The niacin also may increase nitric oxide so those with A1298C MTHFR variants may have elevated nitric oxide and nitrotyrosine ( I am seeing it more and more ) – so the niacin may be useful initially – it can very quickly begin to cause side effects due to increase production of NO and nitrotyrosine. This can cause all sorts of neurological symptoms.
It gets complicated very quickly – I already am hesitating how much information to put here because I could write all day.
If you experience methylfolate side effects and/or have COMT variants, then niacin may be a life savior for you. I’ve seen it literally turn around many of my clients within an hour. When I mean turn around, I mean they stop breaking things, stop attacking people, anxiety drops immensely and they calm down.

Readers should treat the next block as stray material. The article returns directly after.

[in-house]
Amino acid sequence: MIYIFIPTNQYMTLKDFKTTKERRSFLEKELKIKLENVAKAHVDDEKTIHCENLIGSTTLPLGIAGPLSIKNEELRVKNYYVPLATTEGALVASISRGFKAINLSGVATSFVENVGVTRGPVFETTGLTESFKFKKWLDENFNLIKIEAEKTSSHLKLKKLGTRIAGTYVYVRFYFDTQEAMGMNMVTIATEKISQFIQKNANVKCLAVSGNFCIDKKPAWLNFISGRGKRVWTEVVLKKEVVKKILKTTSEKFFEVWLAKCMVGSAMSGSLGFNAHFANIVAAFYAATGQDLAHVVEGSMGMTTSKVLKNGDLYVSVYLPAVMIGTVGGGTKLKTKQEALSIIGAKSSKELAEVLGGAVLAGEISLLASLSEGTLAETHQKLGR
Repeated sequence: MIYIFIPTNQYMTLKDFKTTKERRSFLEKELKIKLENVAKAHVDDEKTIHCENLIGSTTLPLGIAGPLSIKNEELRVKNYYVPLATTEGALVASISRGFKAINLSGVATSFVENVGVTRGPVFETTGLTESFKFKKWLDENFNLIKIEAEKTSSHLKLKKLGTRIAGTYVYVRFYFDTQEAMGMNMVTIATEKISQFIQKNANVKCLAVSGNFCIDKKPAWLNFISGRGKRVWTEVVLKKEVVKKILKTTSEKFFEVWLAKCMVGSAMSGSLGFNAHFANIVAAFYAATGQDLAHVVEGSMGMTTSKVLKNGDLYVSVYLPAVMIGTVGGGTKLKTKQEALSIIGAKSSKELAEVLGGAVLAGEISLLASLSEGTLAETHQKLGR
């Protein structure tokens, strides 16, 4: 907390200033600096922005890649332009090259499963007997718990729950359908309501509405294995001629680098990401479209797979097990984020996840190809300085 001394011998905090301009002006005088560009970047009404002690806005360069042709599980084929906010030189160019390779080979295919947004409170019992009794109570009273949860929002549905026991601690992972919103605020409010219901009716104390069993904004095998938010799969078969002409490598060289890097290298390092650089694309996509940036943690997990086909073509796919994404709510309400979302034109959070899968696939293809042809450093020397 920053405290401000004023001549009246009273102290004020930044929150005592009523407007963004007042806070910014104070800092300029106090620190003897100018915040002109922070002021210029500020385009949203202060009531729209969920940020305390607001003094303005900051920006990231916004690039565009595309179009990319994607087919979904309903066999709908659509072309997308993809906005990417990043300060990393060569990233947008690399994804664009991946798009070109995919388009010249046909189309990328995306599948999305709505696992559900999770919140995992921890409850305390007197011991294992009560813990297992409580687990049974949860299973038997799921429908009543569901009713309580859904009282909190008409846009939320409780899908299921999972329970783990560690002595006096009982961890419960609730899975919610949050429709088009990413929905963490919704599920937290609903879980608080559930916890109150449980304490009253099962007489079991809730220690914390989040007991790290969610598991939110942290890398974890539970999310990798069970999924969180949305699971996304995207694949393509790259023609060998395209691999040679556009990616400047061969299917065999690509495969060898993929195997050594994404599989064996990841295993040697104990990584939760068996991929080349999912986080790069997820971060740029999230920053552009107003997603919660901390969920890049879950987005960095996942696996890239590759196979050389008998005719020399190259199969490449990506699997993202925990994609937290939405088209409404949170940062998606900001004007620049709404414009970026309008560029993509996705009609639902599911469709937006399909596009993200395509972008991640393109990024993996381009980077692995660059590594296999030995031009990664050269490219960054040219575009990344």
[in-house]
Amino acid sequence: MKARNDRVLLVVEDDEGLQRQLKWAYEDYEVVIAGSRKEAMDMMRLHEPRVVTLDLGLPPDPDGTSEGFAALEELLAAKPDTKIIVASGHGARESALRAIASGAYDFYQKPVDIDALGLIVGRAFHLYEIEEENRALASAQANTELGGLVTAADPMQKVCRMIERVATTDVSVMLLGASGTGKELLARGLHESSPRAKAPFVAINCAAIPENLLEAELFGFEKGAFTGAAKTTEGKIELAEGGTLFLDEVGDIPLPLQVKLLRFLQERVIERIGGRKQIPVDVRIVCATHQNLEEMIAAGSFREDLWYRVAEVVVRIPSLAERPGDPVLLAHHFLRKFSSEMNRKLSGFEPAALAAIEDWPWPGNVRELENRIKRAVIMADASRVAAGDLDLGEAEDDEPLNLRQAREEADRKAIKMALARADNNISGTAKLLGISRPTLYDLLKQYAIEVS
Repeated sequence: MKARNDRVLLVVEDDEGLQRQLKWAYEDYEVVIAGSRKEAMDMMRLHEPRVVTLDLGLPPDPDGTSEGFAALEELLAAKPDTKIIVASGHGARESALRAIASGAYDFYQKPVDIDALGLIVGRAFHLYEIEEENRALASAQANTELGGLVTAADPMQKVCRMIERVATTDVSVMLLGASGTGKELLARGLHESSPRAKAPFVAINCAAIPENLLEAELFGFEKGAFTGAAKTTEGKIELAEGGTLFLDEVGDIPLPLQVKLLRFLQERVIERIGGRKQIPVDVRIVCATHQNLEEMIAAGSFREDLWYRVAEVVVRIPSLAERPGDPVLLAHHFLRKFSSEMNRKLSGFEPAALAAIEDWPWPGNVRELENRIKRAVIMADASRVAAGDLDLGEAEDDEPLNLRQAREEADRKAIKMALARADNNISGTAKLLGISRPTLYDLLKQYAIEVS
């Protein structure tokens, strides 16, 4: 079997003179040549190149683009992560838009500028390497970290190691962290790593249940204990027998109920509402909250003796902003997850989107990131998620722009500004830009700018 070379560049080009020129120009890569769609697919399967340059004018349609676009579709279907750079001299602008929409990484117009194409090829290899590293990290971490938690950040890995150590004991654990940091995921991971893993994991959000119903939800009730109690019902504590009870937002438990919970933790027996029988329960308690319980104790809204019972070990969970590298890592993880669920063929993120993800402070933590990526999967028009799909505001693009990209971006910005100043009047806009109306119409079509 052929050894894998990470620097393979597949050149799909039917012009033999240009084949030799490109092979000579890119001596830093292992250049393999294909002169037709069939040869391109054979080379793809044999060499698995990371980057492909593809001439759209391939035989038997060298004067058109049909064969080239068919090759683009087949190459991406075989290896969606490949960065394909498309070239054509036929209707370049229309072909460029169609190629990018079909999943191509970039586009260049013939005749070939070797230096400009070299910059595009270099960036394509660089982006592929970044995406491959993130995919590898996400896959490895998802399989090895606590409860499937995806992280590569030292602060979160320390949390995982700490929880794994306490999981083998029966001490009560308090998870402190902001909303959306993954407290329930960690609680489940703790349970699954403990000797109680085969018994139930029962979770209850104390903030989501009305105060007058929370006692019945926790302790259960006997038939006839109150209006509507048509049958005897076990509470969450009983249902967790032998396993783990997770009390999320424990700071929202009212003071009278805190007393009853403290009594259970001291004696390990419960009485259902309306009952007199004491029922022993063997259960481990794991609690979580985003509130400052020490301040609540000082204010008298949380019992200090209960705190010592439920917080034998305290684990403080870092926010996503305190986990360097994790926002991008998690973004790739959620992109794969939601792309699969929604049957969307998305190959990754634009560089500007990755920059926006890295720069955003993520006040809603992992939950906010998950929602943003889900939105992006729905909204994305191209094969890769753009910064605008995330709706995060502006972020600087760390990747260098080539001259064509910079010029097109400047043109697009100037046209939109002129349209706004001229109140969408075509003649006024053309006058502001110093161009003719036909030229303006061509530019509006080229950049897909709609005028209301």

I recommend 50 mg of nicotinic acid every 30 minutes to 1 hr as long as symptoms of anxiety and irritability are present due to excessive methylfolate or excessive neurotransmission – or overmethylation.
Keep in mind that SAMe is also a very potent detoxifier and if we can mobilizing toxins that are stimulating or toxic in any way – and most are – then symptoms may occur. I have a client who has a long history of meth, LSD and other drugs and they have MTHFR C677T homozygous – and if I use ANY form of methyl donors, they get very bad and I suspect it is from detoxing the drugs.
Anyhow – it is all a balance and there is nothing set in stone as methylation is too dynamic.
Niacin is wonderful for some people with MTHFR and others it is not.
The bottom line is this:
- if you suffer from methylfolate side effects, take niacin.